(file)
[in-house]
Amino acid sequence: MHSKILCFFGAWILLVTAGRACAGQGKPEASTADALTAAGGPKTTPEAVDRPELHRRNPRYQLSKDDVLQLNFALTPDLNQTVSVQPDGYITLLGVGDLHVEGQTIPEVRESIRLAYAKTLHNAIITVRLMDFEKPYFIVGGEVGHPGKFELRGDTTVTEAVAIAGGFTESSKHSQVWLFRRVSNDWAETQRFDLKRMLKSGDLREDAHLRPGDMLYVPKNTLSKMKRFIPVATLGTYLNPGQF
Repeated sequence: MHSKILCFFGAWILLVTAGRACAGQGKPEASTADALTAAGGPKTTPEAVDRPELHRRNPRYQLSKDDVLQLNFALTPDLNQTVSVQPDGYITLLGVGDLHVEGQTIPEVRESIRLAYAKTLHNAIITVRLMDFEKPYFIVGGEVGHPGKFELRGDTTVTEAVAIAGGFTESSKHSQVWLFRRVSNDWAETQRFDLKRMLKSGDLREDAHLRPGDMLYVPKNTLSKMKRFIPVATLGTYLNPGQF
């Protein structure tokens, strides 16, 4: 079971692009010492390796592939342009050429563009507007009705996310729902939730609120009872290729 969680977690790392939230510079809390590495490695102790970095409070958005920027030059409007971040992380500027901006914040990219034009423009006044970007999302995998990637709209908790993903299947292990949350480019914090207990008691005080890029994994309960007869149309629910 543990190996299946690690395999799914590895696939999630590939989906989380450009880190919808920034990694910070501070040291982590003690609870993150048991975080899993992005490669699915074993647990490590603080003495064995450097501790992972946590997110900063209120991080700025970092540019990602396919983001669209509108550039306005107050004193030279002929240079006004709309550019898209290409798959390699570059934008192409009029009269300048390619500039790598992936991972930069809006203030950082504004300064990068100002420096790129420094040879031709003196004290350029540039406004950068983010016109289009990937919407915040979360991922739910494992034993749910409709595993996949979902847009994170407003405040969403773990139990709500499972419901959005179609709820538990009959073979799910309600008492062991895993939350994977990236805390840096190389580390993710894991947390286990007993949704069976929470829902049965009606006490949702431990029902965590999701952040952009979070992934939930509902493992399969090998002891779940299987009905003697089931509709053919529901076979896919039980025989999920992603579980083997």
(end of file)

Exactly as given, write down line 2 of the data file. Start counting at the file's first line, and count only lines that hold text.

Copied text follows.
Amino acid sequence: MHSKILCFFGAWILLVTAGRACAGQGKPEASTADALTAAGGPKTTPEAVDRPELHRRNPRYQLSKDDVLQLNFALTPDLNQTVSVQPDGYITLLGVGDLHVEGQTIPEVRESIRLAYAKTLHNAIITVRLMDFEKPYFIVGGEVGHPGKFELRGDTTVTEAVAIAGGFTESSKHSQVWLFRRVSNDWAETQRFDLKRMLKSGDLREDAHLRPGDMLYVPKNTLSKMKRFIPVATLGTYLNPGQF